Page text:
Sacred Hymns

The quatrain “Age” is derived from a sacred hymn which has appeared in various forms over the years.

In 1818 it appeared in “A Selection of Hymns adapted for Divine Worship” by Christopher Anderson for performance ‘Before the Worship of Lord’s Day Evening’:

And as yon sun descending rolls away,
To rise in glory at return of day;
So may we set, our transient being o’er,
So rise in glory on th’eternal shore!

The Sabbath Harp

In the ninth edition of “The Sabbath Harp, a selection of sacred poetry” in 1829 by the Revd. I. East MA it is the fourth verse of a hymn described as a ‘Sabbath Evening Hymn’ and has virtually the same wording:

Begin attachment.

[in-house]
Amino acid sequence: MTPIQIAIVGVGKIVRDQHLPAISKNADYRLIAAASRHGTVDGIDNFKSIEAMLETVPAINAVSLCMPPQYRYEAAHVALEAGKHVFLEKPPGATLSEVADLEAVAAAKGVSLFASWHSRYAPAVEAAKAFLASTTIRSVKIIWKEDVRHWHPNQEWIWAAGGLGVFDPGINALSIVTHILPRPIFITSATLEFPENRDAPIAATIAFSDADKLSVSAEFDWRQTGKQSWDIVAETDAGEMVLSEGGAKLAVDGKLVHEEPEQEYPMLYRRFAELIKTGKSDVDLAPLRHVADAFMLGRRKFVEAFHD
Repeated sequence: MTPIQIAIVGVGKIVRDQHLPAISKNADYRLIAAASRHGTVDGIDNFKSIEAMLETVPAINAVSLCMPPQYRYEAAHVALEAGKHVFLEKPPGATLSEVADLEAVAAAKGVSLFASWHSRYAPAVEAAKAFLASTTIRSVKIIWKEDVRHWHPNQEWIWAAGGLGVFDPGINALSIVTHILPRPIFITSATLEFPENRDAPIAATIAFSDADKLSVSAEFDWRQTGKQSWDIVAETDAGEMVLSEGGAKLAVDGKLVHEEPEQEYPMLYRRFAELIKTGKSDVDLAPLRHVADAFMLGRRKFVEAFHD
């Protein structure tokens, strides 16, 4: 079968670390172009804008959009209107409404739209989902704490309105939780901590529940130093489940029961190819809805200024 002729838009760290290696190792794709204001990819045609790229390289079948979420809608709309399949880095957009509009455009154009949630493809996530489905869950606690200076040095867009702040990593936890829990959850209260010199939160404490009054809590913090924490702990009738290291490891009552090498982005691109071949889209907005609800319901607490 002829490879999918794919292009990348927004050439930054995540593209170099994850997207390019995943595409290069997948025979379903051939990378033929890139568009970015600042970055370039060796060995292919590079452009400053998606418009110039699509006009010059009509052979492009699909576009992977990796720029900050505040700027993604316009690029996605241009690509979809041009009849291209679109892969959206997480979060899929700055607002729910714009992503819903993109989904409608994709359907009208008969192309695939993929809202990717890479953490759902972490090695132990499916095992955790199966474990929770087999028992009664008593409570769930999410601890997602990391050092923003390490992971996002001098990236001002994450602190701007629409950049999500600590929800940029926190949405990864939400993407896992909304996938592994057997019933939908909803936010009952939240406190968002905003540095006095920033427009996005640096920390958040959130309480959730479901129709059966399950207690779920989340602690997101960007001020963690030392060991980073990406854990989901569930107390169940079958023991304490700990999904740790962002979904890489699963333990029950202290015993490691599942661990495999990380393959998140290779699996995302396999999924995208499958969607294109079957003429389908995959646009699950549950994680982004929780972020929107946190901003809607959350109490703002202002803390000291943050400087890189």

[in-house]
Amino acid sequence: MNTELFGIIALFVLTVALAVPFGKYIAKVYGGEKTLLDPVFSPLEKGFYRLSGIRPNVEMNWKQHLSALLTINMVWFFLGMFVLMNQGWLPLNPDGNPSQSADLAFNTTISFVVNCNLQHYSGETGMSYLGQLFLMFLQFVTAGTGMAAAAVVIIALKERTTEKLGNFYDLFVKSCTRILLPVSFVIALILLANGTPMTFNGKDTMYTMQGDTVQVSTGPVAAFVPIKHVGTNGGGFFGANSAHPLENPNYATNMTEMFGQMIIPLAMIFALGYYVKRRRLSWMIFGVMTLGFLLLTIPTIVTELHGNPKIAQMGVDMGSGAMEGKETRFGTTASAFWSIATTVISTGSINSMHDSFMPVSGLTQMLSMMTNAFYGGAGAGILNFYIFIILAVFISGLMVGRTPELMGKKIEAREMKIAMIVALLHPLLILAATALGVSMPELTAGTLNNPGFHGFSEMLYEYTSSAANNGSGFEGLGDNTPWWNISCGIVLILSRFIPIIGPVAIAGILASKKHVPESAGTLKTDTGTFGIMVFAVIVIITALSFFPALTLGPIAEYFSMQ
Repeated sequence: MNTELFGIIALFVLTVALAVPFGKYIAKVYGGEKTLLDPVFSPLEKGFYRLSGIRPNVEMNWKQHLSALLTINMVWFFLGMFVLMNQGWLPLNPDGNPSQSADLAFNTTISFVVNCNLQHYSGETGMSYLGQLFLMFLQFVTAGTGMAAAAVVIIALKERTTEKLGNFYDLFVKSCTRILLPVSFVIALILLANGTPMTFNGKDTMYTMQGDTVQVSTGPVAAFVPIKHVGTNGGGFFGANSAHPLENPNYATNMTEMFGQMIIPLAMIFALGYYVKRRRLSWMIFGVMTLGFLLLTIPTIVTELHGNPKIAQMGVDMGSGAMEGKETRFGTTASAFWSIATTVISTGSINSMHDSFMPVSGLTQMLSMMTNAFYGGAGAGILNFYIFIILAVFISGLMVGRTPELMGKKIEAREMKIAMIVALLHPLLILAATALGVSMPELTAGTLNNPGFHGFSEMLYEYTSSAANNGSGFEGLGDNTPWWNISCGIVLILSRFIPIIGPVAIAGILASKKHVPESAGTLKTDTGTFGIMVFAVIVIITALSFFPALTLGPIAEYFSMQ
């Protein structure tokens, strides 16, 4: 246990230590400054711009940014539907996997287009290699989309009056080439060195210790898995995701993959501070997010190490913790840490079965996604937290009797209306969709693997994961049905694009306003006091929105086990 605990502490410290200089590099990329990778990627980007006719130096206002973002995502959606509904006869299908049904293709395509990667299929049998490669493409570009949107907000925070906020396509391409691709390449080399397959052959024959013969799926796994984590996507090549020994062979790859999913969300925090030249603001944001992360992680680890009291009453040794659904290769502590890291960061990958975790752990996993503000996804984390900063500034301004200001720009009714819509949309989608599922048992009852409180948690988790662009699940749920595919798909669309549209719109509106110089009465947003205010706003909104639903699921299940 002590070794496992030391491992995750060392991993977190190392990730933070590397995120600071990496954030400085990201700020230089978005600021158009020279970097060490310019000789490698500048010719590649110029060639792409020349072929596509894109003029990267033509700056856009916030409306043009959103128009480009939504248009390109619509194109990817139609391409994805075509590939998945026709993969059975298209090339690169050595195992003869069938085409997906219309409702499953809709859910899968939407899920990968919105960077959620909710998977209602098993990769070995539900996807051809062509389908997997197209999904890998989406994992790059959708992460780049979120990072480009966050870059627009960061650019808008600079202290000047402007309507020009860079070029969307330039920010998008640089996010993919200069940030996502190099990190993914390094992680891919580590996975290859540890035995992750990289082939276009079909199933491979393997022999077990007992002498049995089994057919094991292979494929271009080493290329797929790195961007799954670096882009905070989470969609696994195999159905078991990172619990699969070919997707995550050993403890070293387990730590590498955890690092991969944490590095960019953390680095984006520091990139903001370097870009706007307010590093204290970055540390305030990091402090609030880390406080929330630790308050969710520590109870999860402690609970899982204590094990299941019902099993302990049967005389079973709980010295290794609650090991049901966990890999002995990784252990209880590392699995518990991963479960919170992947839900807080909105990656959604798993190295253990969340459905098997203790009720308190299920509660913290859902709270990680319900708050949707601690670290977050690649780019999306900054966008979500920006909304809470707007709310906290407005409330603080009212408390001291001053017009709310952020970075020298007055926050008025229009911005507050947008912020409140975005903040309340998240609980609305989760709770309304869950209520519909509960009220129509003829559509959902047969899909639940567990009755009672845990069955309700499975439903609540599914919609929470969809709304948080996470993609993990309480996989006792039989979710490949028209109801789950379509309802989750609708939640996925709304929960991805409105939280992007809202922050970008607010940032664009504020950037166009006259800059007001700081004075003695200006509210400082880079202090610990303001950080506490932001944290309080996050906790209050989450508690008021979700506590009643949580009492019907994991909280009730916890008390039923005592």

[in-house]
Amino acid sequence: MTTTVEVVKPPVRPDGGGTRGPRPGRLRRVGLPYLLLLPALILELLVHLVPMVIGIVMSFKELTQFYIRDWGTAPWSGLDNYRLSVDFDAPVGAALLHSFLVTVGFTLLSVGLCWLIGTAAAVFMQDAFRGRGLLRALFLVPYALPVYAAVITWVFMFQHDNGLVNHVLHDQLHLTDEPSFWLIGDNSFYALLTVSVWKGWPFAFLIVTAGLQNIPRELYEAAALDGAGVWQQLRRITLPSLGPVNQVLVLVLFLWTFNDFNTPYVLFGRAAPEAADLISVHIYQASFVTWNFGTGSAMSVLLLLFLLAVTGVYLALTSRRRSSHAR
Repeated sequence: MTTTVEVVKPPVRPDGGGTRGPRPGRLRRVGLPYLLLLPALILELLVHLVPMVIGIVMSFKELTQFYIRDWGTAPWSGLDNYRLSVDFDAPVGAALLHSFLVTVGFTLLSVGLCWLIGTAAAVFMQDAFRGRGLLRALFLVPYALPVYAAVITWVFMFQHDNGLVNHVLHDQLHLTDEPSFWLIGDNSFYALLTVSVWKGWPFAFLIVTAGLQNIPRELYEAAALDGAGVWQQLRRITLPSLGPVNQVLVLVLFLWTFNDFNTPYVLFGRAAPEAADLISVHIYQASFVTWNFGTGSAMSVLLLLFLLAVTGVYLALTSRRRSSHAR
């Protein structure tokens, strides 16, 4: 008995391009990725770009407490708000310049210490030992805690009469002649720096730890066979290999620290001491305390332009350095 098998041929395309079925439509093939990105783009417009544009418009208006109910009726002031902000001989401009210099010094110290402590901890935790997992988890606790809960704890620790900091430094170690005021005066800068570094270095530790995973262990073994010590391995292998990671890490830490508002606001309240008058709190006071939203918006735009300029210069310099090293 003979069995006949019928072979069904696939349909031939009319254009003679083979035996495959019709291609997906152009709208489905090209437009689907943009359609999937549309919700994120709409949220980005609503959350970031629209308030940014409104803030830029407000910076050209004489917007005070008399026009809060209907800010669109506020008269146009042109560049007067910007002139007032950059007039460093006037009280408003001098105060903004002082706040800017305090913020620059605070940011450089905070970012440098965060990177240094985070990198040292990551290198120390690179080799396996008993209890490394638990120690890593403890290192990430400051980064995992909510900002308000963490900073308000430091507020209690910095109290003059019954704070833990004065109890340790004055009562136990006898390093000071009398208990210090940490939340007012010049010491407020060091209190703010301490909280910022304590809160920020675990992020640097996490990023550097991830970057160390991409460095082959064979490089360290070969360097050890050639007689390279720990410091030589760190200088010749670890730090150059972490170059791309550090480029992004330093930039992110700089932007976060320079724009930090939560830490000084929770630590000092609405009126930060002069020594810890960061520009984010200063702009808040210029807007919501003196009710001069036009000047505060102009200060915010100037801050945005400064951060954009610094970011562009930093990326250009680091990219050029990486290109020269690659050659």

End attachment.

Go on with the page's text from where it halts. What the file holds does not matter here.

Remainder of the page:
And as yon sun descending rolls away,
To rise in glory at return of day,
So may we set, our transient being o’er,
So rise in glory on the eternal shore!

In  the next edition of the Sabbath Harp in 1830 the last line is changed slightly .

And as yon sun descending rolls away,
To rise in glory at return of day,
So may we set, our transient being o’er,
To rise in glory on the eternal shore.

The version on the Donkey Seat sundial has as its last line:

So may we rise upon the eternal shore

It’s not clear whether this is quoted from a different hymnal or whether it is simply a misquotation.

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